|The first excerpt represents the element of Air. It speaks of mental influences and the process of thought, and is drawn from Rewards and Fairies by Rudyard Kipling:
able to face a new big war; she having but so few years back
wound up one against England, and being all holds full of her
own troubles. As I said, the strong way he laid it all before 'em
blasted 'em, and when he'd done it was like a still in the woods
after a storm. A little man - but they all looked little - pipes up like
a young rook in a blowed-down nest, "Nevertheless, General, it
seems you will be compelled to fight England." Quick Big Hand
wheeled on him, "And is there anything in my past which makes
you think I am averse to fighting Great Britain?"
'Everybody laughed except him. "Oh, General, you mistake
us entirely!" they says. "I trust so," he says. "But I know my
|The second excerpt represents the element of Fire. It speaks of emotional influences and base passions, and is drawn from The Street of Seven Stars by Mary Roberts Rinehart:
picture of the Fraulein Engel, from the opera, in a magazine, and
was sitting with it open before him. Very deeply and really in
love was McLean that afternoon, and the Fraulein Engel and
Harmony were not unlike. The double doors between the reading
room and the reception room adjoining were open. McLean, lost in
a rosy future in which he and Harmony sat together for indefinite
periods, with no Peter to scowl over his books at them, a future
in which life was one long piano-violin duo, with the candles in
the chandelier going out one by one, leaving them at last alone
in scented darkness together--McLean heard nothing until the
mention of the Siebensternstrasse roused him.
|The third excerpt represents the element of Water. It speaks of pure spiritual influences and feelings of love, and is drawn from My Aunt Margaret's Mirror by Walter Scott:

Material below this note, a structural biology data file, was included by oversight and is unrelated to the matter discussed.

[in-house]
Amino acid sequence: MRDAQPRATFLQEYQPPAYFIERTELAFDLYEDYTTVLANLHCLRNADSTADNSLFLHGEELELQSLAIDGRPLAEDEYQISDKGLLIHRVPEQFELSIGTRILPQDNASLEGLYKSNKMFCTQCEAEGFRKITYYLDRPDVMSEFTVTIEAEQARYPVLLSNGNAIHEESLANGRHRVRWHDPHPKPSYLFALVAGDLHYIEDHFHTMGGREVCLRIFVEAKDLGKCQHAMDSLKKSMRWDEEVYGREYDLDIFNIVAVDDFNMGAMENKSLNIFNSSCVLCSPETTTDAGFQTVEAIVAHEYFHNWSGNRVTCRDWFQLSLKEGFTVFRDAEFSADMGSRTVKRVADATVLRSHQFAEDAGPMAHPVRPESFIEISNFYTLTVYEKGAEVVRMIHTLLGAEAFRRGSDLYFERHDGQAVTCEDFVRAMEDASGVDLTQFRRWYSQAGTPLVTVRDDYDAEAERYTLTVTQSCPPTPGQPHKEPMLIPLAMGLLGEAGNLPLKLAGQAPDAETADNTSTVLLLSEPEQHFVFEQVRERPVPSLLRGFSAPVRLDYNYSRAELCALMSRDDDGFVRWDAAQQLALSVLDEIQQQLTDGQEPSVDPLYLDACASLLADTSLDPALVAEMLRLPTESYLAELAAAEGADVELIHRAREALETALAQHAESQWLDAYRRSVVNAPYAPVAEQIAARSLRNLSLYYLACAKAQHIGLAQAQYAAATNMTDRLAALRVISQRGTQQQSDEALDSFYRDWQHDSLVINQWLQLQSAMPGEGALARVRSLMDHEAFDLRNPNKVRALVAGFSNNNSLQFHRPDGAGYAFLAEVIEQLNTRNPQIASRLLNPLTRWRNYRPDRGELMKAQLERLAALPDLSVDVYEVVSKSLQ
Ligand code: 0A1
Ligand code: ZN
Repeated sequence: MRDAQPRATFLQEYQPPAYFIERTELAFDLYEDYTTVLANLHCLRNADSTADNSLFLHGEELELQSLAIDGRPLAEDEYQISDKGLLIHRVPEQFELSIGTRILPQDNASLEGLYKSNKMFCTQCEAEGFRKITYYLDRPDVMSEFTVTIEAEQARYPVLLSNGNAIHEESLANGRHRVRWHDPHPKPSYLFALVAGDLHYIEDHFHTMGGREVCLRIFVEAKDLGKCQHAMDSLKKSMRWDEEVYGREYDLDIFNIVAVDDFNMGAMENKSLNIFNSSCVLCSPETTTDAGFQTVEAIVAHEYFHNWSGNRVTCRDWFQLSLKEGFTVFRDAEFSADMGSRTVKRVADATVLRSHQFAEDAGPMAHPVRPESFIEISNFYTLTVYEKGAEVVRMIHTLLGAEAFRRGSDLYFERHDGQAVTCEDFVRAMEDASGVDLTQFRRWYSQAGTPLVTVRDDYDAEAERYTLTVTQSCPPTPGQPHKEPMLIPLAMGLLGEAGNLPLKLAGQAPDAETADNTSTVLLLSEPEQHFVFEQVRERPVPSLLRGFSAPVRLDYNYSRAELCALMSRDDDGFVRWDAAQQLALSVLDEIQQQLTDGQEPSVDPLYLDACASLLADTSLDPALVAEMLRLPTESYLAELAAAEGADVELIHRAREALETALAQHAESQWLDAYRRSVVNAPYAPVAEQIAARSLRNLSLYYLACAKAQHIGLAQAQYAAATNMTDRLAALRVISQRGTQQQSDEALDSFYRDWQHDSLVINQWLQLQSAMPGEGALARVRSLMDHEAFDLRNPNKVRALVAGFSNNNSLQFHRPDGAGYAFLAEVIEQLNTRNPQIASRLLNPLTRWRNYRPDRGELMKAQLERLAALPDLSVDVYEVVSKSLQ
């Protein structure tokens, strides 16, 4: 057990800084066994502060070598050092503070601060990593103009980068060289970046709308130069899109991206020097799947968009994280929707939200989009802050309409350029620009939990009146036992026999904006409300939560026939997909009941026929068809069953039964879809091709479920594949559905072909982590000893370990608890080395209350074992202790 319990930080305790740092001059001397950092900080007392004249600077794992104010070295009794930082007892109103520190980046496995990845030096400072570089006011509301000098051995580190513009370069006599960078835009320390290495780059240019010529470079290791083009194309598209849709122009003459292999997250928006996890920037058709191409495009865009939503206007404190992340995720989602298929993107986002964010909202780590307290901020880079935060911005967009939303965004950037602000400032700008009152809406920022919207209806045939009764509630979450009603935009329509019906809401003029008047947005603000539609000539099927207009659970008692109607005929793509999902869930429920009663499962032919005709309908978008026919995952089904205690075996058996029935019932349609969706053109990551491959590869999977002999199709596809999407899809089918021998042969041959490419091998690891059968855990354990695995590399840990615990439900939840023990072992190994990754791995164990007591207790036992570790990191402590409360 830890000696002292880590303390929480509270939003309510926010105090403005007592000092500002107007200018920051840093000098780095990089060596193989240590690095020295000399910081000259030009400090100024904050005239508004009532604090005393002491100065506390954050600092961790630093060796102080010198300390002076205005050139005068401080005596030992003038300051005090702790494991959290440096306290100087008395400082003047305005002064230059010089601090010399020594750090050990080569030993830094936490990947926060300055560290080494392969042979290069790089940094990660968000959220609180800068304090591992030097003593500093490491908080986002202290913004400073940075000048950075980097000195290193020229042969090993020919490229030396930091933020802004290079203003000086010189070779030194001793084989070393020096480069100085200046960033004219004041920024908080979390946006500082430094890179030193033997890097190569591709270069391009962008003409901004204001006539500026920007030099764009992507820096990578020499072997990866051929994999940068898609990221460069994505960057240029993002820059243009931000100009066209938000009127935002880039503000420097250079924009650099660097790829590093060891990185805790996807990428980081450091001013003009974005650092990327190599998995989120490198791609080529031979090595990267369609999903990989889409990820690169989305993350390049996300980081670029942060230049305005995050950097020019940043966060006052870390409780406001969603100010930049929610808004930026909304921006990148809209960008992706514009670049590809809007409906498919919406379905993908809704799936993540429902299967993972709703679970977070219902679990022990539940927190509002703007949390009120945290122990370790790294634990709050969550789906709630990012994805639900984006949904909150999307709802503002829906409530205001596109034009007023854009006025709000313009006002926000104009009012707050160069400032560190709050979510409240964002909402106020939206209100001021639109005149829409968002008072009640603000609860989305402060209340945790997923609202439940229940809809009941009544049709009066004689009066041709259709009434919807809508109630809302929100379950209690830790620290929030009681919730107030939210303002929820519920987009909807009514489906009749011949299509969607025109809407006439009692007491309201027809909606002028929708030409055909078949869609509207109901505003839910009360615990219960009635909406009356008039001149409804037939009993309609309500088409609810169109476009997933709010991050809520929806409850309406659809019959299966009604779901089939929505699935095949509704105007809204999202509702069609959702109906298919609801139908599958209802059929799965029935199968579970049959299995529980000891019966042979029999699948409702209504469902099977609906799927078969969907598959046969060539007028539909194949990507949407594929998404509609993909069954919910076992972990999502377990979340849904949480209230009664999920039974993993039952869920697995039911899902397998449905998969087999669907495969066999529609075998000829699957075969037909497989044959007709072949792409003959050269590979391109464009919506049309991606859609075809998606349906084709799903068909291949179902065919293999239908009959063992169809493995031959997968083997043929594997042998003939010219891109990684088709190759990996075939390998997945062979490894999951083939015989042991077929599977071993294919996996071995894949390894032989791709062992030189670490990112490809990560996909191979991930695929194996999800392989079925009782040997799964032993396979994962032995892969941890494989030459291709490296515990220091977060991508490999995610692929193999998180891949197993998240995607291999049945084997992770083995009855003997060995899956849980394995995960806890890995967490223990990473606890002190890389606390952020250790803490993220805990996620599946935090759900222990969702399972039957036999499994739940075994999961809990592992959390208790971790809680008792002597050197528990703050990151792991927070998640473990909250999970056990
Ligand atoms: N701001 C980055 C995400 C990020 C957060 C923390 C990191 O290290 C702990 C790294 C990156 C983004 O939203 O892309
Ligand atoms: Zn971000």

Lady Bothwell could NOT make herself easy; yet she was sensible
that her sister hurt her own cause by TAKING ON, as the
maidservants call it, too vehemently, and by showing before every
stranger, by manner, and sometimes by words also, a
dissatisfaction with her husband's journey that was sure to come
to his ears, and equally certain to displease him. But there was
no help for this domestic dissension, which ended only with the
day of separation.
I am sorry I cannot tell, with precision, the year in which Sir
Philip Forester went over to Flanders; but it was one of those in
|The fourth excerpt represents the element of Earth. It speaks of physical influences and the impact of the unseen on the visible world, and is drawn from The Picture of Dorian Gray by Oscar Wilde:
and she never spoke to him again. Oh, yes; it was a bad business.
The girl died, too, died within a year. So she left a son, did she?
I had forgotten that. What sort of boy is he? If he is like his mother,
he must be a good-looking chap."
"He is very good-looking," assented Lord Henry.
"I hope he will fall into proper hands," continued the old man.
"He should have a pot of money waiting for him if Kelso
did the right thing by him. His mother had money, too.
All the Selby property came to her, through her grandfather.
Her grandfather hated Kelso, thought him a mean dog.
He was, too. Came to Madrid once when I was there. Egad, I was
The Picture of Dorian Gray